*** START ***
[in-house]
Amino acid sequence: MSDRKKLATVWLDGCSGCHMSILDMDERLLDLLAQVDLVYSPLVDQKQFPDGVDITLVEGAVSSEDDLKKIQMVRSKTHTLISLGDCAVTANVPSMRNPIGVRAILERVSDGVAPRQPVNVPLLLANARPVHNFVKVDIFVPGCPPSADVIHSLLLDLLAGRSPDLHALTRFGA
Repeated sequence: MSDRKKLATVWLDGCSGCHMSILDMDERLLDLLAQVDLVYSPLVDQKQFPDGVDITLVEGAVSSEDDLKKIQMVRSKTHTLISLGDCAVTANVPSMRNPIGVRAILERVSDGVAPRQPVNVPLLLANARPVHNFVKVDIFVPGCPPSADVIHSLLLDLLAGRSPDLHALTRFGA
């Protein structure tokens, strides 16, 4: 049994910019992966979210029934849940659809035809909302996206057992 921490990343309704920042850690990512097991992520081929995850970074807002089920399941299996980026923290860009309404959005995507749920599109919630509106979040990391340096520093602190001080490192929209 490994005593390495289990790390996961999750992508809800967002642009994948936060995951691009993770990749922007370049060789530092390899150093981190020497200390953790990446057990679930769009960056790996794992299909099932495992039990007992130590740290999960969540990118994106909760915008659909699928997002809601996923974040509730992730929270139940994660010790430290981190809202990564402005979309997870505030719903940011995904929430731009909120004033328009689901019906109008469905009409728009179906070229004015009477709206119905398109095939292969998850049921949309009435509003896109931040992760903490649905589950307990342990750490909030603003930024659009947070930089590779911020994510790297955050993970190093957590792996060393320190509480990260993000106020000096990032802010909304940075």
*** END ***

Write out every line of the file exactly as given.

[in-house]
Amino acid sequence: MSDRKKLATVWLDGCSGCHMSILDMDERLLDLLAQVDLVYSPLVDQKQFPDGVDITLVEGAVSSEDDLKKIQMVRSKTHTLISLGDCAVTANVPSMRNPIGVRAILERVSDGVAPRQPVNVPLLLANARPVHNFVKVDIFVPGCPPSADVIHSLLLDLLAGRSPDLHALTRFGA
Repeated sequence: MSDRKKLATVWLDGCSGCHMSILDMDERLLDLLAQVDLVYSPLVDQKQFPDGVDITLVEGAVSSEDDLKKIQMVRSKTHTLISLGDCAVTANVPSMRNPIGVRAILERVSDGVAPRQPVNVPLLLANARPVHNFVKVDIFVPGCPPSADVIHSLLLDLLAGRSPDLHALTRFGA
């Protein structure tokens, strides 16, 4: 049994910019992966979210029934849940659809035809909302996206057992 921490990343309704920042850690990512097991992520081929995850970074807002089920399941299996980026923290860009309404959005995507749920599109919630509106979040990391340096520093602190001080490192929209 490994005593390495289990790390996961999750992508809800967002642009994948936060995951691009993770990749922007370049060789530092390899150093981190020497200390953790990446057990679930769009960056790996794992299909099932495992039990007992130590740290999960969540990118994106909760915008659909699928997002809601996923974040509730992730929270139940994660010790430290981190809202990564402005979309997870505030719903940011995904929430731009909120004033328009689901019906109008469905009409728009179906070229004015009477709206119905398109095939292969998850049921949309009435509003896109931040992760903490649905589950307990342990750490909030603003930024659009947070930089590779911020994510790297955050993970190093957590792996060393320190509480990260993000106020000096990032802010909304940075």